Matthew Amster-Burton 10:51

it's like right there.

Molly 10:52

Yes. Do what shape did you cut it into a

Matthew Amster-Burton 10:55

rectangle there was there was like a you know, a rectangle like a two by one rectangle remaining. And so I caught one square off it so I mean, a square is a kind of rectangle, obviously. But I actually made a square.

Molly 11:09

Okay, Matthew, let's go down memory lane now.

Matthew Amster-Burton 11:11

Okay, the only snacking cakes that I remember from childhood and particularly I was I have never been much of a cake eater until recently. And I river coffee cake. Would you say coffee cake is a snacking cake.

Molly 11:23

I would. Because coffee cake is not. So coffee cake I don't think of as a dessert cake. Right? I think of it as something that shows up on like a brunch menu or at like a church potluck. If I had ever been to one of those.

Matthew Amster-Burton 11:38

Yeah. Like all my all the branches in church potlucks of my youth featured coffee cake.

Molly 11:43

Yeah, that sounds right. That sounds right. I

Matthew Amster-Burton 11:45

did love brunch as a kid. I've never been to a church potluck either. Wow. But I love coffee cake.

Molly 11:49

Oh, I love coffee cake too. Do you like Do you like it with like, streusel on top. Do you like to layer in the middle? Bow or crumb layer crumb crumble crisp?

Matthew Amster-Burton 11:59

Is that I don't think I knew that was different from streusel. We did a coffee cake episode. We probably talked about all these permutations. We did when did we do have a coffee cake episode in the past? Okay. I'm gonna say 2007 No. Okay. 27

Molly 12:14

that was before we were doing the show. Matt

Matthew Amster-Burton 12:17

was before you were doing

Molly 12:21

you were here alone in your bedroom.

Matthew Amster-Burton 12:23

Yeah, just making podcasts. It Yeah, it sounded a little something like this. So coffee cake. Is it a snacking cake? Is it a dessert cake? Let's find out.

Molly 12:36

I would listen to this.

Matthew Amster-Burton 12:39

Like to lower insomnia.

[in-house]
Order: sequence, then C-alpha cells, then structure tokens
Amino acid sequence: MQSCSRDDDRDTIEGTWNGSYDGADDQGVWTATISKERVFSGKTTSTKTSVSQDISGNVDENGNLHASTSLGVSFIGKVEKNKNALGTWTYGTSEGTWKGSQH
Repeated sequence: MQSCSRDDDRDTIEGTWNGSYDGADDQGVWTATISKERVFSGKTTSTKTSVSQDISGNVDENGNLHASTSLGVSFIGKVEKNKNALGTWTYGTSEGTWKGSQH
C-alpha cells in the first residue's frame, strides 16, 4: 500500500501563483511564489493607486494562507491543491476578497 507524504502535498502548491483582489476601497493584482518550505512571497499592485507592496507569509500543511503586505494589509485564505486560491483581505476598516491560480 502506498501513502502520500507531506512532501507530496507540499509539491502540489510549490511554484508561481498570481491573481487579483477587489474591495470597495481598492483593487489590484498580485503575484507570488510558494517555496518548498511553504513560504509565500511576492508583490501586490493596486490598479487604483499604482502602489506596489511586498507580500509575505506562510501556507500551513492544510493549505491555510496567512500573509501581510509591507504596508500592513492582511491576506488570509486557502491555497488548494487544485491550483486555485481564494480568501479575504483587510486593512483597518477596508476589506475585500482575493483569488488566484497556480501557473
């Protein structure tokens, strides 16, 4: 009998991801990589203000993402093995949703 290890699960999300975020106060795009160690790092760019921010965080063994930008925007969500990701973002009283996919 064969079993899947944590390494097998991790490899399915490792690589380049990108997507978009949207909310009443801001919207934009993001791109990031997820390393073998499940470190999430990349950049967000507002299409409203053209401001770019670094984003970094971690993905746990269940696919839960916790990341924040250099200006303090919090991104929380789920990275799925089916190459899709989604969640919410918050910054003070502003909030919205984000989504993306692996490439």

Molly 12:41

Yeah. Oh, okay.

Matthew Amster-Burton 12:45

Yeah, those those first episodes that I was doing myself had negative episode numbers.

Molly 12:51

you're counting down

Matthew Amster-Burton 12:52

getting down like I know something's gonna happen when I get to episode zero.

Molly 12:57

Okay, Matthew, I want to talk about my my snacking cake Memory Lane, please. So I don't remember having cake much as a kid outside of birthday parties.

Matthew Amster-Burton 13:06

Yeah, I agree.

Molly 13:08

like not even coffee cake. I just, I remember cake being a birthday party thing. I never thought about the idea of a cake as something that could be as every day as a cookie. Until I got a copy of Edna lewis's the taste of country cooking.

Matthew Amster-Burton 13:24

Oh, okay.

Molly 13:24

Which I think I picked up a copy of it in like 2007 or something.

Matthew Amster-Burton 13:31

Oh, right. When I was starting solo spelled now.

Molly 13:34

Yeah, yeah. I was busy reading Edna Lewis. At that time you were podcasting alone in your room.

Matthew Amster-Burton 13:40

You were studying up for being the future hostess.

Molly 13:43

Yeah, one of the first recipes that I dog eared in Edna lewis is the taste of country cooking was a recipe she called a busy day cake or sweet bread. I love her description of it. Busy day cake was never iced. It was always cut into squares and served warm, often with fresh fruit or berries leftover from canning. The delicious flavor of fresh cooked fruit with the plain cake was just to our taste. And it was also very refreshing with newly churned chilled buttermilk or cold mornings milk.

Matthew Amster-Burton 14:15

Oh, that sounds great. Right? Yeah. So writer, right.

Molly 14:20

I love Edna Lewis. Speaking of which, have you ever read the introductions that she has. So the book is is organized chronologically through the seasons and it's a number of menus, like hog butchering breakfast, stuff like that. But anyway, she has these wonderful introductions at the beginning of each season. And they are so lyrical

Matthew Amster-Burton 14:42

and just Okay, I need to reread it, do it.

Molly 14:46

Okay. Anyway, her recipe for what she calls a busy day cake is basically like a really quick to assemble white cakes. It's made with butter. I remember it having like this kind of surprisingly nubbly texture like I really like that. One bread. Anyway, it's like flavored with vanilla. I mean, that's it. And I just remember being blown away by how delicious it was, you know, I saying no, nothing. You know, once I had written all of that into our agenda, Matthew, I did remember this cake that so, you know, shout out to Crescent market recipes. Chris is

Matthew Amster-Burton 15:19

my barmer. carpet.

Molly 15:21

So over along the wall where the suit of armor was, and where the fireplace was, there was this rack, where they sold like bakery items that they had brought in from other local bakeries. And this was I feel like this was kind of something that nobody else was doing in Oklahoma City, ladies. So there was this loaf cake that was bright pink with a bright pink like glaze like poured icing on top of it. And it was a raspberry cake with raspberry glaze.

Matthew Amster-Burton 15:53

Okay, that sounds good.

Molly 15:55

It was unbelievably good. And that maybe is like the closest thing I can think of to a snacking cake in my youth.

Matthew Amster-Burton 16:03

Remember, we did the pudding cakes episode? A pudding cake as a snack cake?